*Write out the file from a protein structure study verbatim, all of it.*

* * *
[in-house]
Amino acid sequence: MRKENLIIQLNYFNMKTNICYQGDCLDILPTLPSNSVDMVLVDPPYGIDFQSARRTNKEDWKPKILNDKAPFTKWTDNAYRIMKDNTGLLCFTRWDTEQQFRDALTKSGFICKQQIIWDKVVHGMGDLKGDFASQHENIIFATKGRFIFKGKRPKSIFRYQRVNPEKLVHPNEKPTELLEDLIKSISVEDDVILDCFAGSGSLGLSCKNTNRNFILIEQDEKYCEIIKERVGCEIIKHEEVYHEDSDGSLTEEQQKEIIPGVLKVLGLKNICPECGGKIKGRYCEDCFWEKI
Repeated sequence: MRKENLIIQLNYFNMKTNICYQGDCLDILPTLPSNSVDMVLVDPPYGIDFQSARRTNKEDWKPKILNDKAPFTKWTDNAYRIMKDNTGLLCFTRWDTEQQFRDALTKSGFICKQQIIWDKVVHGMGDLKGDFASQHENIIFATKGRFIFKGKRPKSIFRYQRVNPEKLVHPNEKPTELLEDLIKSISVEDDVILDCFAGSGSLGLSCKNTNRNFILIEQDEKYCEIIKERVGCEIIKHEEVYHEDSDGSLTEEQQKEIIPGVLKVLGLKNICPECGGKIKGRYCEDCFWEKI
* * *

[in-house]
Amino acid sequence: MRKENLIIQLNYFNMKTNICYQGDCLDILPTLPSNSVDMVLVDPPYGIDFQSARRTNKEDWKPKILNDKAPFTKWTDNAYRIMKDNTGLLCFTRWDTEQQFRDALTKSGFICKQQIIWDKVVHGMGDLKGDFASQHENIIFATKGRFIFKGKRPKSIFRYQRVNPEKLVHPNEKPTELLEDLIKSISVEDDVILDCFAGSGSLGLSCKNTNRNFILIEQDEKYCEIIKERVGCEIIKHEEVYHEDSDGSLTEEQQKEIIPGVLKVLGLKNICPECGGKIKGRYCEDCFWEKI
Repeated sequence: MRKENLIIQLNYFNMKTNICYQGDCLDILPTLPSNSVDMVLVDPPYGIDFQSARRTNKEDWKPKILNDKAPFTKWTDNAYRIMKDNTGLLCFTRWDTEQQFRDALTKSGFICKQQIIWDKVVHGMGDLKGDFASQHENIIFATKGRFIFKGKRPKSIFRYQRVNPEKLVHPNEKPTELLEDLIKSISVEDDVILDCFAGSGSLGLSCKNTNRNFILIEQDEKYCEIIKERVGCEIIKHEEVYHEDSDGSLTEEQQKEIIPGVLKVLGLKNICPECGGKIKGRYCEDCFWEKI